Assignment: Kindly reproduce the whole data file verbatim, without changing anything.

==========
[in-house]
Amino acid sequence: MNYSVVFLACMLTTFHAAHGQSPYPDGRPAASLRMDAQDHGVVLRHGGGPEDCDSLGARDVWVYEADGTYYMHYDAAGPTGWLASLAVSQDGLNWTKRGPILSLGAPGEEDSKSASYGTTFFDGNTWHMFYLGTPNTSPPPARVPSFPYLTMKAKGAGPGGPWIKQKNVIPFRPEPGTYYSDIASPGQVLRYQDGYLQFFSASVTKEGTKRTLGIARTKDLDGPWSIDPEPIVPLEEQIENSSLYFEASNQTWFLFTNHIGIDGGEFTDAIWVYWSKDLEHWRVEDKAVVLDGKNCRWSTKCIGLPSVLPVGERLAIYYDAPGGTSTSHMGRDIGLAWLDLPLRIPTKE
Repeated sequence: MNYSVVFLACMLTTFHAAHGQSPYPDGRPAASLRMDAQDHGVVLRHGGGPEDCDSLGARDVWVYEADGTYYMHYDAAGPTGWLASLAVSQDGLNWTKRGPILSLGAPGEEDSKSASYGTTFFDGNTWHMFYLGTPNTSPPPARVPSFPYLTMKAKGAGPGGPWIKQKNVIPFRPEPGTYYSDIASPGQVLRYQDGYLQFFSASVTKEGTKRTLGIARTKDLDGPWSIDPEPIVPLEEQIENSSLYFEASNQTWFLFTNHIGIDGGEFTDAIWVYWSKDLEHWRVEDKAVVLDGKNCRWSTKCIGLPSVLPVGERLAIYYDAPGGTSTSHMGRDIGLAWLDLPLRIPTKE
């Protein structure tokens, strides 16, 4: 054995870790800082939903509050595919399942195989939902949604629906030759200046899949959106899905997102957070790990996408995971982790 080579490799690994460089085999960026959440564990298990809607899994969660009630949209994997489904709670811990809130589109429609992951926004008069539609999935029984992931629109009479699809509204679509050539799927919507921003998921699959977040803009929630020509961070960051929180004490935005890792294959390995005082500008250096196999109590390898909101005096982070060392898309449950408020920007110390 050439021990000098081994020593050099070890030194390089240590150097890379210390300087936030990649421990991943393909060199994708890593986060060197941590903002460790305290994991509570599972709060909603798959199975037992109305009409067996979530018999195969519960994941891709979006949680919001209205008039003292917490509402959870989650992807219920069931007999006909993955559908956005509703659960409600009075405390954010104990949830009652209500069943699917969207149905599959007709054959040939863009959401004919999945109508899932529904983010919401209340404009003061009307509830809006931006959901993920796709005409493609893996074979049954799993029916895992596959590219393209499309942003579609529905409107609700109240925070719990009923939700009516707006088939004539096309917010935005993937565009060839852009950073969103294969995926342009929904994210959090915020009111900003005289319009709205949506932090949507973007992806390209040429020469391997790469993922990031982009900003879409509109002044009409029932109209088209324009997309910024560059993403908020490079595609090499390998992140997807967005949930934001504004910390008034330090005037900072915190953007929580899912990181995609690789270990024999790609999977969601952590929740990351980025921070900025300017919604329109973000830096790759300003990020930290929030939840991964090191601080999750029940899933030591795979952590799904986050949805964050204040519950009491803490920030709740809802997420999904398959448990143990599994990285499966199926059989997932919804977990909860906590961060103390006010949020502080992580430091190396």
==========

[in-house]
Amino acid sequence: MNYSVVFLACMLTTFHAAHGQSPYPDGRPAASLRMDAQDHGVVLRHGGGPEDCDSLGARDVWVYEADGTYYMHYDAAGPTGWLASLAVSQDGLNWTKRGPILSLGAPGEEDSKSASYGTTFFDGNTWHMFYLGTPNTSPPPARVPSFPYLTMKAKGAGPGGPWIKQKNVIPFRPEPGTYYSDIASPGQVLRYQDGYLQFFSASVTKEGTKRTLGIARTKDLDGPWSIDPEPIVPLEEQIENSSLYFEASNQTWFLFTNHIGIDGGEFTDAIWVYWSKDLEHWRVEDKAVVLDGKNCRWSTKCIGLPSVLPVGERLAIYYDAPGGTSTSHMGRDIGLAWLDLPLRIPTKE
Repeated sequence: MNYSVVFLACMLTTFHAAHGQSPYPDGRPAASLRMDAQDHGVVLRHGGGPEDCDSLGARDVWVYEADGTYYMHYDAAGPTGWLASLAVSQDGLNWTKRGPILSLGAPGEEDSKSASYGTTFFDGNTWHMFYLGTPNTSPPPARVPSFPYLTMKAKGAGPGGPWIKQKNVIPFRPEPGTYYSDIASPGQVLRYQDGYLQFFSASVTKEGTKRTLGIARTKDLDGPWSIDPEPIVPLEEQIENSSLYFEASNQTWFLFTNHIGIDGGEFTDAIWVYWSKDLEHWRVEDKAVVLDGKNCRWSTKCIGLPSVLPVGERLAIYYDAPGGTSTSHMGRDIGLAWLDLPLRIPTKE
């Protein structure tokens, strides 16, 4: 054995870790800082939903509050595919399942195989939902949604629906030759200046899949959106899905997102957070790990996408995971982790 080579490799690994460089085999960026959440564990298990809607899994969660009630949209994997489904709670811990809130589109429609992951926004008069539609999935029984992931629109009479699809509204679509050539799927919507921003998921699959977040803009929630020509961070960051929180004490935005890792294959390995005082500008250096196999109590390898909101005096982070060392898309449950408020920007110390 050439021990000098081994020593050099070890030194390089240590150097890379210390300087936030990649421990991943393909060199994708890593986060060197941590903002460790305290994991509570599972709060909603798959199975037992109305009409067996979530018999195969519960994941891709979006949680919001209205008039003292917490509402959870989650992807219920069931007999006909993955559908956005509703659960409600009075405390954010104990949830009652209500069943699917969207149905599959007709054959040939863009959401004919999945109508899932529904983010919401209340404009003061009307509830809006931006959901993920796709005409493609893996074979049954799993029916895992596959590219393209499309942003579609529905409107609700109240925070719990009923939700009516707006088939004539096309917010935005993937565009060839852009950073969103294969995926342009929904994210959090915020009111900003005289319009709205949506932090949507973007992806390209040429020469391997790469993922990031982009900003879409509109002044009409029932109209088209324009997309910024560059993403908020490079595609090499390998992140997807967005949930934001504004910390008034330090005037900072915190953007929580899912990181995609690789270990024999790609999977969601952590929740990351980025921070900025300017919604329109973000830096790759300003990020930290929030939840991964090191601080999750029940899933030591795979952590799904986050949805964050204040519950009491803490920030709740809802997420999904398959448990143990599994990285499966199926059989997932919804977990909860906590961060103390006010949020502080992580430091190396």